Skip to main content

Twitter and White House deny claims that researcher hacked Trump’s account

Twitter and White House deny claims that researcher hacked Trump’s account


Researcher claims Trump’s password was ‘maga2020!’

Share this story

Photo by Saul Loeb / AFP via Getty Images

A security researcher claims he hacked President Donald Trump’s Twitter account earlier this month, guessing that his password was “maga2020!” and possibly posting a tweet where Trump appeared to take a satirical article seriously. Dutch newspaper de Volkskrant and magazine Vrij Nederland reported the news earlier today, citing screenshots and interviews with the researcher, Victor Gevers.

But when reached for comment, both Twitter and the White House vigorously denied the claim.

“We’ve seen no evidence to corroborate this claim, including from the article published in the Netherlands today,” a Twitter spokesperson told The Verge. “We proactively implemented account security measures for a designated group of high-profile, election-related Twitter accounts in the United States, including federal branches of government.”

White House deputy press secretary Judd Deere also denied the report. “This is absolutely not true,” he told The Verge, “but we don’t comment on security procedures around the President’s social media accounts.”

Gevers previously claimed he breached Trump’s account in 2016

Vrij Nederland reported last month that Gevers and two other hackers had successfully breached Trump’s Twitter account in October 2016. According to its new report, Gevers decided to run a new security test in 2020 by plugging in the old password. That password (“yourefired”) didn’t work, but Gevers discovered that Trump didn’t have two-factor authentication enabled — a remarkable weakness for a hugely important account. He guessed a handful of other passwords and was granted access after five other tries.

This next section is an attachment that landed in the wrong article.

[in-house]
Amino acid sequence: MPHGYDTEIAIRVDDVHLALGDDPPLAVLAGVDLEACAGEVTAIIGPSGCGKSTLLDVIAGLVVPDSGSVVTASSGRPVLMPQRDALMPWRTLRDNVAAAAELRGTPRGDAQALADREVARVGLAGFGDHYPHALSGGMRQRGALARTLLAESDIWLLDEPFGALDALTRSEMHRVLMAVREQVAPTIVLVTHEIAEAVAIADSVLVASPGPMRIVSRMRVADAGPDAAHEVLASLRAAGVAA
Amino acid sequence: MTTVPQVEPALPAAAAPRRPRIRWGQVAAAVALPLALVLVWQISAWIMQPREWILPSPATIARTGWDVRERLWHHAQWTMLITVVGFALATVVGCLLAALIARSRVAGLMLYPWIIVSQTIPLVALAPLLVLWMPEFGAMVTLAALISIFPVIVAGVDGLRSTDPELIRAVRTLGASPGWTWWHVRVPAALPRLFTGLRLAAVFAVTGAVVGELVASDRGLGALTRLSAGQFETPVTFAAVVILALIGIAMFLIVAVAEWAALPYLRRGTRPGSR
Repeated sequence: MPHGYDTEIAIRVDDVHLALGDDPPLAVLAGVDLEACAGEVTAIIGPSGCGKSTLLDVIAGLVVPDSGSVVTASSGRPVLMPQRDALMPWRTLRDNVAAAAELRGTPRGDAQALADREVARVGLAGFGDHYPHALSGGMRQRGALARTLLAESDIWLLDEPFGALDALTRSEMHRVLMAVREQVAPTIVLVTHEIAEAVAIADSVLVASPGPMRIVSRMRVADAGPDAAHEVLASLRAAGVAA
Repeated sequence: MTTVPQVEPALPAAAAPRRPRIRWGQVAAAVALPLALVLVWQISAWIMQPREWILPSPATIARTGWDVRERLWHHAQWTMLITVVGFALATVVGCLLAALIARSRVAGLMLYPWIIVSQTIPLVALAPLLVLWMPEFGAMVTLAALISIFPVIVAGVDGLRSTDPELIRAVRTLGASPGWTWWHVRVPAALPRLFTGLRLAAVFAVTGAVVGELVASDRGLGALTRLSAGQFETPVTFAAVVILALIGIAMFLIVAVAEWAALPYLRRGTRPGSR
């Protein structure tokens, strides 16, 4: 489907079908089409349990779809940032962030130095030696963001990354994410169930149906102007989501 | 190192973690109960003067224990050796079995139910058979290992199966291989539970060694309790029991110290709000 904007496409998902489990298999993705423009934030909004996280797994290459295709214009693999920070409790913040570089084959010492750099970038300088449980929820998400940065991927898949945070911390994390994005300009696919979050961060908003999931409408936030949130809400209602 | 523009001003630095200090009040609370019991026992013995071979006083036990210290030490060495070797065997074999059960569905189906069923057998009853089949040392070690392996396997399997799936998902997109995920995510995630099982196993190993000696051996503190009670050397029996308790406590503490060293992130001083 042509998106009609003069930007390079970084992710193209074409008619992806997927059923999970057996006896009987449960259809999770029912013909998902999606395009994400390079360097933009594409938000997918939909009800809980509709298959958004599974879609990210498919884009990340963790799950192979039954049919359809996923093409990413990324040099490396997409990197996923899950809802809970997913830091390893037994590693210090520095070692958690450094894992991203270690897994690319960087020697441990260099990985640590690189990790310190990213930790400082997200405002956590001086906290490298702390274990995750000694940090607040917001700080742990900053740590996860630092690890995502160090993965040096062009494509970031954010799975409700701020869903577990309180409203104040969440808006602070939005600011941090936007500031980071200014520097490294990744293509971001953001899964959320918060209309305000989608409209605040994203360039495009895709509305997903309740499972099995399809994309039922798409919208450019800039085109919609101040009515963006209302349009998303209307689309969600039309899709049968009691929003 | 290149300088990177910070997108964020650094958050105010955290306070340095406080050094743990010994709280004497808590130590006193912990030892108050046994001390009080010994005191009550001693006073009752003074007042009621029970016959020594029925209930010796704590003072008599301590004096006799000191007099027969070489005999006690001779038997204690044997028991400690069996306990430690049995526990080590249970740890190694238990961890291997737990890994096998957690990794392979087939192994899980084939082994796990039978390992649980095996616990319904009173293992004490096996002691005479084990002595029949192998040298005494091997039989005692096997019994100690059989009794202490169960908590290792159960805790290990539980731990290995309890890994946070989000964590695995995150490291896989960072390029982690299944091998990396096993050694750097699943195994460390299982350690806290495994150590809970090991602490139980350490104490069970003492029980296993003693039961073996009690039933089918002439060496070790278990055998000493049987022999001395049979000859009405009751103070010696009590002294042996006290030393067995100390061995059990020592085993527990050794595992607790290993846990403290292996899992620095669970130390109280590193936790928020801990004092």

Twitter didn’t specify exactly what security measures had been implemented for Trump’s account. The company began requiring strong passwords and seriously encouraging two-factor security in September following a breach of several high-profile accounts, but it’s theoretically possible that the Trump campaign disabled that additional measure.

Vrij Nederland also suggests that Gevers was responsible for a strange tweet sent by Trump on October 16th. The tweet cited the satirical publication The Babylon Bee in an apparently serious capacity. Gevers apparently wouldn’t confirm this to Vrij Nederland, but he said that if he had, then “Trump will need to either admit to never having read the Babylon Bee article and posting this bullshit tweet, OR he will need to acknowledge that someone else posted the tweet.”

Trump claimed during a speech earlier this week that “nobody gets hacked,” except by someone with a “197 IQ” and “about 15 percent of your password.” Trump has previously admitted that a hacker breached his Twitter account in 2013.

Gevers — a respected security expert and co-founder of the nonprofit GDI Foundation — says he made numerous attempts to contact Trump about the vulnerability. de Volkskrant reports that the American Secret Service in the Netherlands reached out to Gevers and “took the report seriously,” according to correspondence seen by the reporters. (A US Secret Service spokesperson declined to comment on the claims, directing us to the White House.) In a direct message to The Verge, Gevers says he also attempted to contact Twitter multiple times with “zero luck.”

Gevers didn’t confirm whether he sent the Babylon Bee tweet. But he says that despite gaining access to Trump’s account, he didn’t make changes to it. “That is not ethical and goes too far. That is not covered by a responsible disclosure / coordinated vulnerability disclosure,” he said. “Or, in plain English, a dick move.”

Update 3:00PM ET: Added response from US Secret Service.